1 dry pint fresh, shelled cranberry beans
2 c. roasted chicken or vegetable stock (unsalted)
1 tsp salt (omit if broth is salted)
1/4 c. water (approx--there needs to be enough liquid to cover beans by 1 inch)
1 recipe olive and tomato spread
1 recipe roasted cherry tomatoes (see above)
1/3 bunch dinosaur kale or other green, stems removed, ground or chopped finely, and pre-steamed and shocked in cold water
Dash smoked paprika
Pinch crushed red pepper flakes, or to taste

  1. Rinse and pick through cranberry beans
  2. Place in a medium saucepan and cover with broth, adding water to cover by 1 inch if needed. Add the salt if broth is unsalted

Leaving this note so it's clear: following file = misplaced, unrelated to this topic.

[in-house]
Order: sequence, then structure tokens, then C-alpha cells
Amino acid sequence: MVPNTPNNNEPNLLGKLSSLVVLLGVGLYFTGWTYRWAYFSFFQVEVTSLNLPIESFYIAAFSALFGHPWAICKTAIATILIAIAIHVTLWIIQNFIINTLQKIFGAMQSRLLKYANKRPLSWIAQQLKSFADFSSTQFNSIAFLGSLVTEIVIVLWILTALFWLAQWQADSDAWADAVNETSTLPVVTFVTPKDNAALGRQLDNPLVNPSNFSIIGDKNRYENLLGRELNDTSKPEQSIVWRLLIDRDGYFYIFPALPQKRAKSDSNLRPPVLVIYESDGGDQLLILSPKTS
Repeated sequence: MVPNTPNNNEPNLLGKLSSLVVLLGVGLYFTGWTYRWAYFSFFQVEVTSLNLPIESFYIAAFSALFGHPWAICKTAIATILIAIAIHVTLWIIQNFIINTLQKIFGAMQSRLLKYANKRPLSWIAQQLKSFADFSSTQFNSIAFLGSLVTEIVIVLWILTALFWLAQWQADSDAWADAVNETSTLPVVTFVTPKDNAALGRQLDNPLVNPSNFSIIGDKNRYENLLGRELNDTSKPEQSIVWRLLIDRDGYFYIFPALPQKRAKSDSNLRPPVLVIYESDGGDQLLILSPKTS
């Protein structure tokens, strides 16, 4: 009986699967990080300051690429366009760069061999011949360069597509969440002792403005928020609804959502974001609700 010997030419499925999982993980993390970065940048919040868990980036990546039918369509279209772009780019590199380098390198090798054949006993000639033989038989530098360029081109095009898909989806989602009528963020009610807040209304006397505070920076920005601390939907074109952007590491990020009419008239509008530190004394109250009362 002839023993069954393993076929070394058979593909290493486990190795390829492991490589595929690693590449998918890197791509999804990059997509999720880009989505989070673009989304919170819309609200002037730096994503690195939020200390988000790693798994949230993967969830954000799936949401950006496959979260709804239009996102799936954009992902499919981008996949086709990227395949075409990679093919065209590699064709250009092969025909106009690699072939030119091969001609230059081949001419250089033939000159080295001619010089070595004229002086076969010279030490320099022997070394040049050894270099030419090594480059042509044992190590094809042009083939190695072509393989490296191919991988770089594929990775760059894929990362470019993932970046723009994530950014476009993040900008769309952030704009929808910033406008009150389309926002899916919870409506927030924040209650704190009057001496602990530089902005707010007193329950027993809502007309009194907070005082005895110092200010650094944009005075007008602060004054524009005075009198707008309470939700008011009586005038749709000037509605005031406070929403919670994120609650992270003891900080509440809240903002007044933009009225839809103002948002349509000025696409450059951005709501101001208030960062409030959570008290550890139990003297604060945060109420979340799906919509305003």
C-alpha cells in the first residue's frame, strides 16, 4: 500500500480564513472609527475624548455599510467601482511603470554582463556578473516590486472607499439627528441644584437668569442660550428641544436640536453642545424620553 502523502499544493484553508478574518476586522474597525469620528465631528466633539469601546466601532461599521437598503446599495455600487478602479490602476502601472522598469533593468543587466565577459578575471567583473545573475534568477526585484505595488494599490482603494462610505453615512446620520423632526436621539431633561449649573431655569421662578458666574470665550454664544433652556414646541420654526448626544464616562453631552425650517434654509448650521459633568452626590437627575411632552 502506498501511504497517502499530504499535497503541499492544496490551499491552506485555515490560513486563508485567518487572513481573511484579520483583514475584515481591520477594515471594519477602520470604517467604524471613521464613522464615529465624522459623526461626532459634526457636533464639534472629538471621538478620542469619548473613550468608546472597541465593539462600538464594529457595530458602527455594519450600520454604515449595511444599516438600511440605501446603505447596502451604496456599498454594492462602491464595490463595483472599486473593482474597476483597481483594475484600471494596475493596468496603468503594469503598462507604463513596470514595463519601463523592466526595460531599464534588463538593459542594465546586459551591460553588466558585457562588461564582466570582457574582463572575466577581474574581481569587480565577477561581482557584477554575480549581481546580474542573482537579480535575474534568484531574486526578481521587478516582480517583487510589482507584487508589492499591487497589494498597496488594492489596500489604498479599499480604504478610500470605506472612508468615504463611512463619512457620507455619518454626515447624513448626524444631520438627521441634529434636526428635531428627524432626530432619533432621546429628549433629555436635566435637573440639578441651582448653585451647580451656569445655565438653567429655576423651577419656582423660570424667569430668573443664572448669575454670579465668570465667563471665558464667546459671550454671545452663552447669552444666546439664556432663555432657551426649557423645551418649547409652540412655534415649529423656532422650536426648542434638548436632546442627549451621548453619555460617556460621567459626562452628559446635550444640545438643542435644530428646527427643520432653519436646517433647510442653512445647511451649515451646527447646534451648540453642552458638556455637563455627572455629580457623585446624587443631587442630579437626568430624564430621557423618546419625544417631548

3. Bring beans to a boil over medium-high heat then lower to a simmer. Cook beans for 30-40 minutes, or until tender
  4. Meanwhile, combine roasted cherry tomatoes, olive spread, and pre-steamed kale in a small to medium saute pan. Warm over medium heat, adding paprika and crushed red pepper flakes to taste
  5. When beans are soft and creamy, remove from heat and stir in the tomato, olive, kale mixture
  6. Serve with crusty bread or drop biscuits to sop up every last drop

Saturday, September 10, 2011

Fruit Gelato

If Ice Cream Four Ways is my go-to recipe for non-fruity frozen treats, the following gelato recipe is one I turn to for anything involving fruit. The original recipe is for strawberry gelato and I found it on The Bitten Word, who got it from Bon Appétit. It was so delicious and smooth that I've since made it with blueberries and peaches. I'm sure it would be great with other fruits, too, such as raspberries or huckleberries.